BATH — The small but enthusiastic group that attended a cooking class about local foods Tuesday came away not only with a good meal, but with some food for thought, too.
Local Farms-Local Food, a collaboration between the Brunswick-Topsham and Kennebec Estuary land trusts, offered the class, held at Now You’re Cooking on Front Street. Aaron Park, chef/owner at Henry and Marty in Brunswick, used in-season ingredients from Farm Fresh Connection, a Freeport food distributor, to make a meal for participants.
“I had such a great feeling when I left, and my belly was full with incredible food,” said Joyce McPhetres, a Topsham resident who took the class.
She said she plans to buy local, even more so than she does now, and that she attended because “it just seemed like a wonderful cause, an opportunity to be creative and to get inside the mind of an incredible chef.”
Sarah Ayres of Farm Fresh Connection and Chris Cabot, a farmland protection specialist with the land trusts, joined Park in the kitchen and spoke about the benefits and connections that local food has to the community.
Local Farms-Local Food, which is supported by the Elmina S. Sewall Foundation, strives to conserve farmland while promoting local food.
The collaboration’s goal is “to increase farmland conservation and also to enhance the local food economy,” Cabot said on Monday, adding that events like the Bath cooking class promote that cause.
He noted that land trusts have traditionally protected wild lands, such as forests and wetlands. But the two trusts with which he works also recognize the value of protecting local farms, for the health of the local ecology and preserving Maine’s rural way of life, he said.
“One of our other projects is getting a good idea of where all the existing farms are in our area,” Cabot said. “Once we have that inventory, that will give us a good … baseline idea of where we’re starting from now, and where we’ve conserved farms already. And then that will help us in figuring out the needs of those farmers, and in our prioritization of where other lands that should be conserved are.”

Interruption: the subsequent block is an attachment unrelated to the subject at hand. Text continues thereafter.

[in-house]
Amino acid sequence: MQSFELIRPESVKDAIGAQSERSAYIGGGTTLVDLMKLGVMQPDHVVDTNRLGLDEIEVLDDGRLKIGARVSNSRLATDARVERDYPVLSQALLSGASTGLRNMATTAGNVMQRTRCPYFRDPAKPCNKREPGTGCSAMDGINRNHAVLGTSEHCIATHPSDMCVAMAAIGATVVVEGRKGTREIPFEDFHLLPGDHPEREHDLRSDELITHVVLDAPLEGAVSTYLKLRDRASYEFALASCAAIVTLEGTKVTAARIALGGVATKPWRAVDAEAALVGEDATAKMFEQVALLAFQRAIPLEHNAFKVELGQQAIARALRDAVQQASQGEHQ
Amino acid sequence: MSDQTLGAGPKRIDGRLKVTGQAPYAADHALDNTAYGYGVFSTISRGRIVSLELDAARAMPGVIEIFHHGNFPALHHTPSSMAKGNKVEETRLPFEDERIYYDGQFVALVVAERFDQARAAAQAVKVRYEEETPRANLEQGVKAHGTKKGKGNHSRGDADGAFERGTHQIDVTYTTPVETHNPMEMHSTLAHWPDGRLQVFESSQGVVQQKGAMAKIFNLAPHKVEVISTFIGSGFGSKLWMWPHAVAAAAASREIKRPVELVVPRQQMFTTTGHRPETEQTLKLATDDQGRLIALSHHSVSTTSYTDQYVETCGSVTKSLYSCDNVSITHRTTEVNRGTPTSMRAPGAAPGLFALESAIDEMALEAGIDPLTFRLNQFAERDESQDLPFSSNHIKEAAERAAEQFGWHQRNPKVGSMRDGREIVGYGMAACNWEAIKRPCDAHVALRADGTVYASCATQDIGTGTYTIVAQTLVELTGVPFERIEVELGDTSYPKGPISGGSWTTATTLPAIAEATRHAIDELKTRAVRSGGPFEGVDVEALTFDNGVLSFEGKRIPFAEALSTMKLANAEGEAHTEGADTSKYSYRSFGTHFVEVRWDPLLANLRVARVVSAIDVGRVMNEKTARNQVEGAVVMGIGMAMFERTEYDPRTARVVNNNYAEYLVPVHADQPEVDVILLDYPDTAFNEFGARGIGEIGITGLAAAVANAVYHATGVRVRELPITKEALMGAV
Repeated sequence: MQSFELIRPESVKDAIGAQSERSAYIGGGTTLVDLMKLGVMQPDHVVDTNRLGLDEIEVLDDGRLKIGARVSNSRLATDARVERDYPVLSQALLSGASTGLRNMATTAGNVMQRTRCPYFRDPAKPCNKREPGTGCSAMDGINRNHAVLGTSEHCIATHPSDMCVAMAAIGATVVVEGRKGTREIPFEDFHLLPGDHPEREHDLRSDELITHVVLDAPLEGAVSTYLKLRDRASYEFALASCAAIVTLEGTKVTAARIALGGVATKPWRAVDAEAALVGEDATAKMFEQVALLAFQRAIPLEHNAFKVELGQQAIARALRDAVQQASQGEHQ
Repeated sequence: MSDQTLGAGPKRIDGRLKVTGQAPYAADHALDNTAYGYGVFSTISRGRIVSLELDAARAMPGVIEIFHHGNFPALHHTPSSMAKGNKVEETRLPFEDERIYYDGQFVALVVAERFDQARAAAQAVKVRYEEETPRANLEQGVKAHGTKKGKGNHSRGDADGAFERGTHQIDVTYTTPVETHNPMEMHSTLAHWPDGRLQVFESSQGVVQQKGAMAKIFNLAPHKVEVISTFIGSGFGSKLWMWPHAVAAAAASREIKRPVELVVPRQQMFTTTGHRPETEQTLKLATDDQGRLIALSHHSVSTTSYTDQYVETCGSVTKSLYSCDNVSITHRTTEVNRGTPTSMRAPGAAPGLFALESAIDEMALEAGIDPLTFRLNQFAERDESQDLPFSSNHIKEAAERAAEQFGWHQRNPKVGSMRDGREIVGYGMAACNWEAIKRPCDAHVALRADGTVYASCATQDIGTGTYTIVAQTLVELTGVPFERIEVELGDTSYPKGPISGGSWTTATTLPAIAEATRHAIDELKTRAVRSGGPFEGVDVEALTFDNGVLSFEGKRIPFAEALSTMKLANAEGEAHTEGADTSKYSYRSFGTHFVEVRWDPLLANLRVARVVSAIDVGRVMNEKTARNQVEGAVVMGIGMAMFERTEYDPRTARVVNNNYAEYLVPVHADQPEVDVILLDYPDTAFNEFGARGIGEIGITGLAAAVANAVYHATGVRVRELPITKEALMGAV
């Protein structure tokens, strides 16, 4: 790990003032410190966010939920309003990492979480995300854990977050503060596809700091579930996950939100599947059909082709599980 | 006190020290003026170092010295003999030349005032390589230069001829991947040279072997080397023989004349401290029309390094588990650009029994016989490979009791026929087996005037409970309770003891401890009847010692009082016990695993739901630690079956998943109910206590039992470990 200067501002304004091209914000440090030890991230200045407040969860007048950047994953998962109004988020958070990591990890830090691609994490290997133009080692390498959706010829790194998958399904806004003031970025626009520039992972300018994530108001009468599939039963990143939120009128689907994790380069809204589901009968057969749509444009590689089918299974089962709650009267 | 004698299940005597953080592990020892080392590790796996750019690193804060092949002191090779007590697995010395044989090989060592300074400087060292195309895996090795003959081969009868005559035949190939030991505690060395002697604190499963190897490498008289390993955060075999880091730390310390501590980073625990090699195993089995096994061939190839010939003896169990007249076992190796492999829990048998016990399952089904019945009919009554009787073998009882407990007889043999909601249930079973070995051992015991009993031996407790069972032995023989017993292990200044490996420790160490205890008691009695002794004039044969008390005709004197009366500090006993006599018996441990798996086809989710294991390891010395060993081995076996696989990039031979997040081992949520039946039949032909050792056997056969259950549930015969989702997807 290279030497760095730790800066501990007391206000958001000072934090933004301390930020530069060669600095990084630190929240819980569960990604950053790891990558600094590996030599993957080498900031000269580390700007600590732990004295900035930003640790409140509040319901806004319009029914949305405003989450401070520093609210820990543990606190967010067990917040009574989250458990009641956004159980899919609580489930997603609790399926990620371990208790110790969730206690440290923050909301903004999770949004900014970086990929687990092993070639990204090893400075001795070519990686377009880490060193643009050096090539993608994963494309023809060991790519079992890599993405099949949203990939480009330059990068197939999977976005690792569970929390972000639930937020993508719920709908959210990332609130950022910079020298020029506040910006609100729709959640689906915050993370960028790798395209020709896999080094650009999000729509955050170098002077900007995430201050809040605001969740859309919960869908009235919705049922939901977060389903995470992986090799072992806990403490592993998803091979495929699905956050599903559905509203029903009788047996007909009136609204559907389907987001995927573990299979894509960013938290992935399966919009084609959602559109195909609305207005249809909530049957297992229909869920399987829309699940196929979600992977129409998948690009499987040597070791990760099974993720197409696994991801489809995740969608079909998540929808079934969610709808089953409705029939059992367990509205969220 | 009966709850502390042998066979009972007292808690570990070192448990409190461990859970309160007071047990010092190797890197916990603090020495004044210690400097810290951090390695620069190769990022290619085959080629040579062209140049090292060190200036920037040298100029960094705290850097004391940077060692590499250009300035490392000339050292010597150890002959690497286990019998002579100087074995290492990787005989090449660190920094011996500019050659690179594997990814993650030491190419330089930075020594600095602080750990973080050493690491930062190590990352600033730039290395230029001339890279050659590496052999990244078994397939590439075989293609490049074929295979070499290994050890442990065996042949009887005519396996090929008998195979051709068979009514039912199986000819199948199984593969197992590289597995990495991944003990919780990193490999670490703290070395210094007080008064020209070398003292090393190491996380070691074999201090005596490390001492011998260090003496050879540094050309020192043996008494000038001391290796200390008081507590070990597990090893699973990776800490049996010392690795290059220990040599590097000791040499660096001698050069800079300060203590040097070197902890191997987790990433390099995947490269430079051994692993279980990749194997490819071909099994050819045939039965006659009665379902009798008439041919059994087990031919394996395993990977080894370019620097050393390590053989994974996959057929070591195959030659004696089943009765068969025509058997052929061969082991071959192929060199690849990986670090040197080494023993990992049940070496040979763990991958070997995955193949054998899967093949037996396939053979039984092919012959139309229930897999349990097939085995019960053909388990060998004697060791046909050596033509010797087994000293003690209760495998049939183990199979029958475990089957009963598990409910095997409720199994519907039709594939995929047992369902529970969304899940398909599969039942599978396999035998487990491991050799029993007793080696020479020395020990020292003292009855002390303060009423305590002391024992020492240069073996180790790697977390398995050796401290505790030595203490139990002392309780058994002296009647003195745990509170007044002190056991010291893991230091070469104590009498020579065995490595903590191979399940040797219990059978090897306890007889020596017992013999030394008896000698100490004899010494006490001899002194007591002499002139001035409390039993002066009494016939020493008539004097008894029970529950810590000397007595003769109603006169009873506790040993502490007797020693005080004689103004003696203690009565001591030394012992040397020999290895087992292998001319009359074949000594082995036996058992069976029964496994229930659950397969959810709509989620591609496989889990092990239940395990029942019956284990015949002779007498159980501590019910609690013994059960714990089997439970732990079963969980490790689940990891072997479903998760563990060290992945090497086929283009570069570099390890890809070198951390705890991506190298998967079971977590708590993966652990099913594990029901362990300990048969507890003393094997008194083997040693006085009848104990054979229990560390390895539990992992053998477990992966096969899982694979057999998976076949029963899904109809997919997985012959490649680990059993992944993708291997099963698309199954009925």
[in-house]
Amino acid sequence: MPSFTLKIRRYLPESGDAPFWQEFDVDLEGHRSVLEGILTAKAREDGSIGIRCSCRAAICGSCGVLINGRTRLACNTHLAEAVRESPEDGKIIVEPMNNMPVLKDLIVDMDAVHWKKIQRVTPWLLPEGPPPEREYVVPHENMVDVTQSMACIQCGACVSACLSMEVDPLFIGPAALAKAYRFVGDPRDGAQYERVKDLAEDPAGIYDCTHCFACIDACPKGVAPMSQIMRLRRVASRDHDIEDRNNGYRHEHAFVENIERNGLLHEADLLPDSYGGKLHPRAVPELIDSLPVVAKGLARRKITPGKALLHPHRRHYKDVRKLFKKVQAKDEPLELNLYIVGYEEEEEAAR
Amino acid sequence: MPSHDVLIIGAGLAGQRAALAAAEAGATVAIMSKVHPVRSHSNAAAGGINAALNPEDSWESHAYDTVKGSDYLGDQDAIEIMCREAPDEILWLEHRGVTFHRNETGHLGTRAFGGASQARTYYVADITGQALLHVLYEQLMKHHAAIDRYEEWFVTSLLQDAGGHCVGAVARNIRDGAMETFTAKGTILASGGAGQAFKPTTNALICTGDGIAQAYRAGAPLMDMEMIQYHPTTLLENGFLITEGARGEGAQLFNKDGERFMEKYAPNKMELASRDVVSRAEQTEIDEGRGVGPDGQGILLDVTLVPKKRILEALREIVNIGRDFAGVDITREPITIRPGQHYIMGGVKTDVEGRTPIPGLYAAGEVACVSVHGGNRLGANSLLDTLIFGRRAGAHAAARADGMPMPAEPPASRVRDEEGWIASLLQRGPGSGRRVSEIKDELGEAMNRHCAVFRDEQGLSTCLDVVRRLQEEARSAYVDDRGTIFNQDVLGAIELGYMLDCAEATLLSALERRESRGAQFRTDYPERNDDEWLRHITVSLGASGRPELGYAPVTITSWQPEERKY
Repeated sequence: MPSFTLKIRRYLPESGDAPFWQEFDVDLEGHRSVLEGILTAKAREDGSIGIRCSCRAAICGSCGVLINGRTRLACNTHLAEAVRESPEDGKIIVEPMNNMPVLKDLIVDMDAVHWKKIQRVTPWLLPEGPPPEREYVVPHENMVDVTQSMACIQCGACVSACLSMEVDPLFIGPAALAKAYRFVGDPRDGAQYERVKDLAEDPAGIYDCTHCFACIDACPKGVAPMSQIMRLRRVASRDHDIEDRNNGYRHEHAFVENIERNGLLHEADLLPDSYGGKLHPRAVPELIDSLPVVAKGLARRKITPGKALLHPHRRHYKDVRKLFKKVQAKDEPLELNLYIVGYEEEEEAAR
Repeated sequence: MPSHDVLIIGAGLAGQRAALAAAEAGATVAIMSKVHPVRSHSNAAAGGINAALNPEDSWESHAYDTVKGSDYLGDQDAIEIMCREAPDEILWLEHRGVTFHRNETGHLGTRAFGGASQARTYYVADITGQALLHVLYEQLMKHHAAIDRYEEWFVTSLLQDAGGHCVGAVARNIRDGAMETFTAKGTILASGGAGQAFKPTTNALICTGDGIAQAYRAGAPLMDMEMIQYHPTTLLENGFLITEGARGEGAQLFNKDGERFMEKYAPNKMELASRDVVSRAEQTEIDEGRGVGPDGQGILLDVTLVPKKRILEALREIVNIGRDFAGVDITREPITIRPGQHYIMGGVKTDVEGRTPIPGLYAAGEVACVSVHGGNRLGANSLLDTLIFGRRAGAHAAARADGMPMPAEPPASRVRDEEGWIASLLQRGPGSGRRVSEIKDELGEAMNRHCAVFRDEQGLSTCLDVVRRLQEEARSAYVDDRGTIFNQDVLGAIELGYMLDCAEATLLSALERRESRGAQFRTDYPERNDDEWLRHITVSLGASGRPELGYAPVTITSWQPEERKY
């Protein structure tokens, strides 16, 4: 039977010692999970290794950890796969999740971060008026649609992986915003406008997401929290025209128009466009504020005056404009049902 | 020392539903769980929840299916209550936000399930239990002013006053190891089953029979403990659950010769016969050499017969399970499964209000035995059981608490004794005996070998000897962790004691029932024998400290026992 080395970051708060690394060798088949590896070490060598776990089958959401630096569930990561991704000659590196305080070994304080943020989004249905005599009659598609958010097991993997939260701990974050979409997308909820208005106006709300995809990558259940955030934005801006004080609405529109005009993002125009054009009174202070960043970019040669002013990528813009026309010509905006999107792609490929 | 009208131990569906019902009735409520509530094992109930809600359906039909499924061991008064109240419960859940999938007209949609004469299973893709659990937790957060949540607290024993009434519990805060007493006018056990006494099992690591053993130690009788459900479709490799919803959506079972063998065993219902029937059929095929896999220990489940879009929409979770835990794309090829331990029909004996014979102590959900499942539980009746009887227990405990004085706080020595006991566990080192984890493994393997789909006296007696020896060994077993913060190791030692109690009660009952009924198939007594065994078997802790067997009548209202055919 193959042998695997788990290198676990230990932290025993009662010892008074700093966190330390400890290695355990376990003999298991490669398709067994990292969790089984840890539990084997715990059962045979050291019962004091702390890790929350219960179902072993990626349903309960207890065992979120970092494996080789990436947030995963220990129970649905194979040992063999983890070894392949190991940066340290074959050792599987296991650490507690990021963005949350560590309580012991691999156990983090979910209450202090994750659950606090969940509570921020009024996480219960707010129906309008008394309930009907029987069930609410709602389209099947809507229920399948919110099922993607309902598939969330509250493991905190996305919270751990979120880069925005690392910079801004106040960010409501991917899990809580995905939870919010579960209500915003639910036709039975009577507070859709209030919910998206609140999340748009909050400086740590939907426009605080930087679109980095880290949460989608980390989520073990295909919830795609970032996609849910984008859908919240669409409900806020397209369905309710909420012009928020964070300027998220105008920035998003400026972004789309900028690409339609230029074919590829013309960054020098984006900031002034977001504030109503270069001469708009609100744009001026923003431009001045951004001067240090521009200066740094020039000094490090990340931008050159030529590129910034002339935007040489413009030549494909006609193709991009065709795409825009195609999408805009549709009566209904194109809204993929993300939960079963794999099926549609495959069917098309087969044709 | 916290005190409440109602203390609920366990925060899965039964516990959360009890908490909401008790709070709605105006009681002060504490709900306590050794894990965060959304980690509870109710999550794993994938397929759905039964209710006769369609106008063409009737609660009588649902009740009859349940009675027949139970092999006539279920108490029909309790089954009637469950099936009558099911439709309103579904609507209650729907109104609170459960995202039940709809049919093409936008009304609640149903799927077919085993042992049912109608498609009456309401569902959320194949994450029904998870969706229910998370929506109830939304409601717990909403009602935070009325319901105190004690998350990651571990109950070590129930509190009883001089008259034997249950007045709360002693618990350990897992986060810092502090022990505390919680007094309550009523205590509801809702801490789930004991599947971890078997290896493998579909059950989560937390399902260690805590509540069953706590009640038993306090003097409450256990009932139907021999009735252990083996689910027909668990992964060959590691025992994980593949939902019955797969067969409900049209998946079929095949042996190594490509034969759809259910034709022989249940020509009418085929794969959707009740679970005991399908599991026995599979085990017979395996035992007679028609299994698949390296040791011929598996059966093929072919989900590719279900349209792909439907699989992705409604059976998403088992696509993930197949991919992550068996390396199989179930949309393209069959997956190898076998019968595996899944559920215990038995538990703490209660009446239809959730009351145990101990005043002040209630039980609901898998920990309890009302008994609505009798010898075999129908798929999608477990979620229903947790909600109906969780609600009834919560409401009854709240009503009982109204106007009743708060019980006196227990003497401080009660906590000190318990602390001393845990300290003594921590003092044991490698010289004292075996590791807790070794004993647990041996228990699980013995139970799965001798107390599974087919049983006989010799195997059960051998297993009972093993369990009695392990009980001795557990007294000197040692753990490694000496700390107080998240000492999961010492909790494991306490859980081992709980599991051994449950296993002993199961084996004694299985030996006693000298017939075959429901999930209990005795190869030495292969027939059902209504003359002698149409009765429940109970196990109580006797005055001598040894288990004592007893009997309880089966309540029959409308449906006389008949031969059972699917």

The local food movement is growing, Cabot said.
“People are starting to realize that local food has such influential impact on a lot of places in our society, and it can have benefits to the environment, and our communities and public health in general,” he said. “… It’s not a new paradigm that we’re creating here. We’re sort of wanting to get back to the ways that farming has been traditionally for hundreds of years here.”
Increasing the amount of local food consumed in this area indirectly conserves more farms, Cabot explained, by making farming a more viable business and supporting existing farmers.
“The more folks that are knowledgeable about local food, the more folks that are going to buy from those local funds,” he said. “Therefore those landowners will realize that farming can actually be viable in this area, and they don’t need to sell to developers.”
Access to local food at venues like farmers’ markets is key to getting people to buy it, Cabot said. He mentioned the importance of supporting such venues, and of encouraging people to buy shares in Community Supported Agriculture.
By buying a share, “you are essentially giving money to the farmer up-front, and you get a weekly drop-off of veggies from that farmer for the season,” he explained
Having the funds in hand helps the farmers with planting and developing their fields, Cabot said. They receive a steady income, instead of having to guess how much they need to grow and hoping all of it sells.
Knowledge of local food, and how to prepare it, is also important – hence classes like Tuesday’s. Cabot said he hopes those classes will show people “how to chop things up, and how to cook things so they taste good for their kids. It’s another way of disseminating knowledge about the importance of local food and how to use local food.”